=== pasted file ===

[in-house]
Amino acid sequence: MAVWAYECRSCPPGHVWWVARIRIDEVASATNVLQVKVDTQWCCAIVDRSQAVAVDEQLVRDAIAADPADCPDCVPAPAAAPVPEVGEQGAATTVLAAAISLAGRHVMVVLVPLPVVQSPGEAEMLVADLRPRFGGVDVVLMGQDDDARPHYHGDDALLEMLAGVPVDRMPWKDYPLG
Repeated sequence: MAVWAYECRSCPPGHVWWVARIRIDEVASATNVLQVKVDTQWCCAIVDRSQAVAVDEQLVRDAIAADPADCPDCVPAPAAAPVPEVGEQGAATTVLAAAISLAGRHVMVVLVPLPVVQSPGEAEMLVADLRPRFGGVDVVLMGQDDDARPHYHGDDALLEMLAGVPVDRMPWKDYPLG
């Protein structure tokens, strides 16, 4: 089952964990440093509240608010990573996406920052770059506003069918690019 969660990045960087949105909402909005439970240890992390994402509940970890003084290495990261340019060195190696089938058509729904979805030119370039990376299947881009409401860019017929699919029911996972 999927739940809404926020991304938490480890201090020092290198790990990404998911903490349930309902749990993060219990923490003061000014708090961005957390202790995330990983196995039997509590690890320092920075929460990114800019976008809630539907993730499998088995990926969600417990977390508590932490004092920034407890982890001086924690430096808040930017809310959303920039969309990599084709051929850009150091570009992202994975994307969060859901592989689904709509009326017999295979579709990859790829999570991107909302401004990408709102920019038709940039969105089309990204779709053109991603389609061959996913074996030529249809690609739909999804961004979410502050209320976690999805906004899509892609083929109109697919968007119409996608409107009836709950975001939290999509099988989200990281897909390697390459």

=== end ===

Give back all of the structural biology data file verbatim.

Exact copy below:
[in-house]
Amino acid sequence: MAVWAYECRSCPPGHVWWVARIRIDEVASATNVLQVKVDTQWCCAIVDRSQAVAVDEQLVRDAIAADPADCPDCVPAPAAAPVPEVGEQGAATTVLAAAISLAGRHVMVVLVPLPVVQSPGEAEMLVADLRPRFGGVDVVLMGQDDDARPHYHGDDALLEMLAGVPVDRMPWKDYPLG
Repeated sequence: MAVWAYECRSCPPGHVWWVARIRIDEVASATNVLQVKVDTQWCCAIVDRSQAVAVDEQLVRDAIAADPADCPDCVPAPAAAPVPEVGEQGAATTVLAAAISLAGRHVMVVLVPLPVVQSPGEAEMLVADLRPRFGGVDVVLMGQDDDARPHYHGDDALLEMLAGVPVDRMPWKDYPLG
């Protein structure tokens, strides 16, 4: 089952964990440093509240608010990573996406920052770059506003069918690019 969660990045960087949105909402909005439970240890992390994402509940970890003084290495990261340019060195190696089938058509729904979805030119370039990376299947881009409401860019017929699919029911996972 999927739940809404926020991304938490480890201090020092290198790990990404998911903490349930309902749990993060219990923490003061000014708090961005957390202790995330990983196995039997509590690890320092920075929460990114800019976008809630539907993730499998088995990926969600417990977390508590932490004092920034407890982890001086924690430096808040930017809310959303920039969309990599084709051929850009150091570009992202994975994307969060859901592989689904709509009326017999295979579709990859790829999570991107909302401004990408709102920019038709940039969105089309990204779709053109991603389609061959996913074996030529249809690609739909999804961004979410502050209320976690999805906004899509892609083929109109697919968007119409996608409107009836709950975001939290999509099988989200990281897909390697390459």